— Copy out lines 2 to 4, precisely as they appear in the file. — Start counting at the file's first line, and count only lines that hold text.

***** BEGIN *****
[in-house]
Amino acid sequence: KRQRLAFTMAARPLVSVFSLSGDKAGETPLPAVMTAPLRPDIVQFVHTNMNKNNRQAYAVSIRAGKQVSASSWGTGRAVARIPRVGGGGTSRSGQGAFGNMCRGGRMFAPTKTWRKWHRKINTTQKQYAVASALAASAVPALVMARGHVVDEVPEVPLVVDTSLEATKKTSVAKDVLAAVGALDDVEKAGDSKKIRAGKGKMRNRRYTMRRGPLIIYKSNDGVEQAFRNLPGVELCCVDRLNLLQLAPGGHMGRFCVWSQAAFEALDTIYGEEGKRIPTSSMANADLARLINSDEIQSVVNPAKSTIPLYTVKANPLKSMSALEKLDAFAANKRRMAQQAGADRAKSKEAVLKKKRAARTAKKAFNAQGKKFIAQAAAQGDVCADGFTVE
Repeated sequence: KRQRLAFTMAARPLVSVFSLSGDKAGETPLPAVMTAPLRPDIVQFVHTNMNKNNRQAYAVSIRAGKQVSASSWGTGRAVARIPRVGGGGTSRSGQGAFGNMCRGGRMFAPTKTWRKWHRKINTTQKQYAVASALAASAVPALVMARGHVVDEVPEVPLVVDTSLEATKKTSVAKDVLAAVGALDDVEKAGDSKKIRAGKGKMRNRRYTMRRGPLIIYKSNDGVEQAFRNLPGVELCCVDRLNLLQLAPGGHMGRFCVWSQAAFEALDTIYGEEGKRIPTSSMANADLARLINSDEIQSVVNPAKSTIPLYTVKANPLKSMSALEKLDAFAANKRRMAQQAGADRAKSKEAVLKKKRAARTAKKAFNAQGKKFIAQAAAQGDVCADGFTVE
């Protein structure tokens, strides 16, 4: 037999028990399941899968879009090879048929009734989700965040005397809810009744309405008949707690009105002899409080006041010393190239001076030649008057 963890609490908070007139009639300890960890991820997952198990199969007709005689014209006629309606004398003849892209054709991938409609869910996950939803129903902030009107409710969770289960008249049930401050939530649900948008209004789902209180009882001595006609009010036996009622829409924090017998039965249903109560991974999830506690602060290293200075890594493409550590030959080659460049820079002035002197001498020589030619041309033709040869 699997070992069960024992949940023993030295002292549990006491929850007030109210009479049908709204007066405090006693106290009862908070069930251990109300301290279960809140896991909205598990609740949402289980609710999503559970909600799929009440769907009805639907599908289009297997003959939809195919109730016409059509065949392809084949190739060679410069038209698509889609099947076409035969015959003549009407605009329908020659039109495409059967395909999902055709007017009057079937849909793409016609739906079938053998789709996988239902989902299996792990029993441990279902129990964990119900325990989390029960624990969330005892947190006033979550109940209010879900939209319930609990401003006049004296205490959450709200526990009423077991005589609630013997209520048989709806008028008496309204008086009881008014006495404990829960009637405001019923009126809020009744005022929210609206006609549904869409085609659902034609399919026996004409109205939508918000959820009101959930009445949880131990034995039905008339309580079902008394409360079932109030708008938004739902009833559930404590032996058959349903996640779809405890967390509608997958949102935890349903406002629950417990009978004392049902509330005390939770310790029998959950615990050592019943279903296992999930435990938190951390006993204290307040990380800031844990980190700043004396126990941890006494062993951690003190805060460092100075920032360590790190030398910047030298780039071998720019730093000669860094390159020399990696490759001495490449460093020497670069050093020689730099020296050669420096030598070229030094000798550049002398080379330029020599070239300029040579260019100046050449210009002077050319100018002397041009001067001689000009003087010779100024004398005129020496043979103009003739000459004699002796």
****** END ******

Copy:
Amino acid sequence: KRQRLAFTMAARPLVSVFSLSGDKAGETPLPAVMTAPLRPDIVQFVHTNMNKNNRQAYAVSIRAGKQVSASSWGTGRAVARIPRVGGGGTSRSGQGAFGNMCRGGRMFAPTKTWRKWHRKINTTQKQYAVASALAASAVPALVMARGHVVDEVPEVPLVVDTSLEATKKTSVAKDVLAAVGALDDVEKAGDSKKIRAGKGKMRNRRYTMRRGPLIIYKSNDGVEQAFRNLPGVELCCVDRLNLLQLAPGGHMGRFCVWSQAAFEALDTIYGEEGKRIPTSSMANADLARLINSDEIQSVVNPAKSTIPLYTVKANPLKSMSALEKLDAFAANKRRMAQQAGADRAKSKEAVLKKKRAARTAKKAFNAQGKKFIAQAAAQGDVCADGFTVE
Repeated sequence: KRQRLAFTMAARPLVSVFSLSGDKAGETPLPAVMTAPLRPDIVQFVHTNMNKNNRQAYAVSIRAGKQVSASSWGTGRAVARIPRVGGGGTSRSGQGAFGNMCRGGRMFAPTKTWRKWHRKINTTQKQYAVASALAASAVPALVMARGHVVDEVPEVPLVVDTSLEATKKTSVAKDVLAAVGALDDVEKAGDSKKIRAGKGKMRNRRYTMRRGPLIIYKSNDGVEQAFRNLPGVELCCVDRLNLLQLAPGGHMGRFCVWSQAAFEALDTIYGEEGKRIPTSSMANADLARLINSDEIQSVVNPAKSTIPLYTVKANPLKSMSALEKLDAFAANKRRMAQQAGADRAKSKEAVLKKKRAARTAKKAFNAQGKKFIAQAAAQGDVCADGFTVE
């Protein structure tokens, strides 16, 4: 037999028990399941899968879009090879048929009734989700965040005397809810009744309405008949707690009105002899409080006041010393190239001076030649008057 963890609490908070007139009639300890960890991820997952198990199969007709005689014209006629309606004398003849892209054709991938409609869910996950939803129903902030009107409710969770289960008249049930401050939530649900948008209004789902209180009882001595006609009010036996009622829409924090017998039965249903109560991974999830506690602060290293200075890594493409550590030959080659460049820079002035002197001498020589030619041309033709040869 699997070992069960024992949940023993030295002292549990006491929850007030109210009479049908709204007066405090006693106290009862908070069930251990109300301290279960809140896991909205598990609740949402289980609710999503559970909600799929009440769907009805639907599908289009297997003959939809195919109730016409059509065949392809084949190739060679410069038209698509889609099947076409035969015959003549009407605009329908020659039109495409059967395909999902055709007017009057079937849909793409016609739906079938053998789709996988239902989902299996792990029993441990279902129990964990119900325990989390029960624990969330005892947190006033979550109940209010879900939209319930609990401003006049004296205490959450709200526990009423077991005589609630013997209520048989709806008028008496309204008086009881008014006495404990829960009637405001019923009126809020009744005022929210609206006609549904869409085609659902034609399919026996004409109205939508918000959820009101959930009445949880131990034995039905008339309580079902008394409360079932109030708008938004739902009833559930404590032996058959349903996640779809405890967390509608997958949102935890349903406002629950417990009978004392049902509330005390939770310790029998959950615990050592019943279903296992999930435990938190951390006993204290307040990380800031844990980190700043004396126990941890006494062993951690003190805060460092100075920032360590790190030398910047030298780039071998720019730093000669860094390159020399990696490759001495490449460093020497670069050093020689730099020296050669420096030598070229030094000798550049002398080379330029020599070239300029040579260019100046050449210009002077050319100018002397041009001067001689000009003087010779100024004398005129020496043979103009003739000459004699002796």